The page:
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Children learn through play. As an occupational therapist who works with children and youth, I use games and toys almost every day to help develop important cognitive, visual perceptual, motor, sensory, social, play and leisure skills. While many different types of activities can be used in therapy, this blog focuses on off-the-shelf games and toys that are accessible to most. Whether you are a therapist, parent, teacher, or a game lover like me, I hope you discover something useful while you are here. Learn a different way to play a game you already own or discover a new game for your next family game night. Either way, just go play. It's good for you!

The OT Magazine named The Playful Otter one of the Top 5 Pediatric OT Blogs.


Monday, January 19, 2015

Monkey Mixup

 
 
Work on visual discrimination, visual memory, visual closure, figure ground, spatial relations, in-hand manipulation, manual dexterity, thinking skills, play and leisure exploration and participation

In the box: 20 two-sided colorful plastic tiles, a graduated tray, a pattern book with 10 different puzzles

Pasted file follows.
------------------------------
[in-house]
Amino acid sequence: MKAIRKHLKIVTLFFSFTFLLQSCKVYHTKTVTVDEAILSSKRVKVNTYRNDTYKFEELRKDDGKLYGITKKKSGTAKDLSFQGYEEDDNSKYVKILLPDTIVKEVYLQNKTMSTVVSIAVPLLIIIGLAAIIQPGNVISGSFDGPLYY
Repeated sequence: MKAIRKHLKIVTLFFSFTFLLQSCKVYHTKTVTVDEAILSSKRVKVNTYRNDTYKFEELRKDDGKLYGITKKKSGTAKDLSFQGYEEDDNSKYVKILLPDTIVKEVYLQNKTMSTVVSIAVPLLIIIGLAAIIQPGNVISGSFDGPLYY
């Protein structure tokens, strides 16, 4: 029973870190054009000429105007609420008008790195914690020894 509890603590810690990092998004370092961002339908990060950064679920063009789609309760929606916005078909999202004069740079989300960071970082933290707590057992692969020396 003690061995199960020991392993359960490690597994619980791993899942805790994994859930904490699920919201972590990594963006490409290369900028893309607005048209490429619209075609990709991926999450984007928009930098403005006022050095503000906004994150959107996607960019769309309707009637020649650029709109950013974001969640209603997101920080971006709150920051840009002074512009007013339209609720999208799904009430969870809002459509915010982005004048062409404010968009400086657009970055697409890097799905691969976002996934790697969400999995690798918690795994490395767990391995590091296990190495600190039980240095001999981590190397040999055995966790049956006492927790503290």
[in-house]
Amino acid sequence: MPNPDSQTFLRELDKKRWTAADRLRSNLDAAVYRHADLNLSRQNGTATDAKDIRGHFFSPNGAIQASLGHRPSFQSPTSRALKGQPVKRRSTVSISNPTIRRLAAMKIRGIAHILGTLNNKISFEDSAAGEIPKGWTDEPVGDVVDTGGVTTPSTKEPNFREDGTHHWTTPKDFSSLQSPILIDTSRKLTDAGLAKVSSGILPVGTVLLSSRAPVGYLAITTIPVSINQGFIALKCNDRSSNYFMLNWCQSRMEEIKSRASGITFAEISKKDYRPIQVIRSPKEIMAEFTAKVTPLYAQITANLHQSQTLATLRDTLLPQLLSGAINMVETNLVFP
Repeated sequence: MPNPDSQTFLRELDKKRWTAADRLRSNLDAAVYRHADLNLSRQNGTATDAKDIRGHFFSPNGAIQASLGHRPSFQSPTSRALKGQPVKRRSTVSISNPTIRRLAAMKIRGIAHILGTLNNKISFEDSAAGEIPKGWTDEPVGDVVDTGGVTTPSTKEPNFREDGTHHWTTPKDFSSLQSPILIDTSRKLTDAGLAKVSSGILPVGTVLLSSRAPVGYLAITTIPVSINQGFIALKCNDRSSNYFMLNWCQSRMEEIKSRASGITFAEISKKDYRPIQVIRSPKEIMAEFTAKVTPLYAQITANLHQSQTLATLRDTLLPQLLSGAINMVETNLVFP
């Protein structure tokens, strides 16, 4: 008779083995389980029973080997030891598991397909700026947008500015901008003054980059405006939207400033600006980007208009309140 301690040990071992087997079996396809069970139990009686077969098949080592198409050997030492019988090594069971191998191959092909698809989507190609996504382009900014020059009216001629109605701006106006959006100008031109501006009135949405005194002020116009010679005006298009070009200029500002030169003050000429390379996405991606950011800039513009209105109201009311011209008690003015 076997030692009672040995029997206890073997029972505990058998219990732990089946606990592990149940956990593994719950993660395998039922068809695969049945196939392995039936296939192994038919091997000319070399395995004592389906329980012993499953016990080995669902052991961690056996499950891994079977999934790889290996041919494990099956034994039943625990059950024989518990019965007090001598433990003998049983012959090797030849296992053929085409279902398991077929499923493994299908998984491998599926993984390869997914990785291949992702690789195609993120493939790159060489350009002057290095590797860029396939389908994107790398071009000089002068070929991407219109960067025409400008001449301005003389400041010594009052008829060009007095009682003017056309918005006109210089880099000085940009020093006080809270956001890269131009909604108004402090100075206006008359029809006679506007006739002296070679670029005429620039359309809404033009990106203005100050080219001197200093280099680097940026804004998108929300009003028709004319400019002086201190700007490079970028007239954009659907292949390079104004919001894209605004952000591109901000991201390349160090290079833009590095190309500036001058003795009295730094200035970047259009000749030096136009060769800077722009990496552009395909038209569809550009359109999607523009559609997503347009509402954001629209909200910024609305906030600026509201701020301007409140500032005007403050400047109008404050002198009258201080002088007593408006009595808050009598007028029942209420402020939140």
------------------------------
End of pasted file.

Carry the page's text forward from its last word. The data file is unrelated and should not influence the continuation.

I consider this puzzle a good investment. The 20 pieces are printed on both side, sturdy plastic, brightly colored, and kids like the monkey subject matter. This puzzle can be used many times without repeating. In the pattern book, there is a grid printed over each picture that divides it into 20 equal size pieces, 5 across, 4 down.  

 
Try this:
  • Complete the puzzle by row or column
  • Point to a random square on the picture and ask the individual to find that piece and place it on the grid in that location.
  • Hand the individual a piece in the wrong orientation and ask him to orient it correctly for placement.
  • Put the puzzle together in advance and make sure all the correct sides are showing for an easier puzzle (no flipping to look at pictures on back).
  • Give the pieces for only one row at a time for beginners.
  • Clue the individual to look for a piece with a small white flower, or a monkey smiling with no teeth showing, etc.
  • Allow the individual to make his own picture.
  • Use a piece of paper to cover all but one square if the individual cannot isolate a single picture from the whole. I used tracing paper so the picture can still show through.

If you are interested in purchasing this puzzle, or just want more information, click on the Amazon.com image below.

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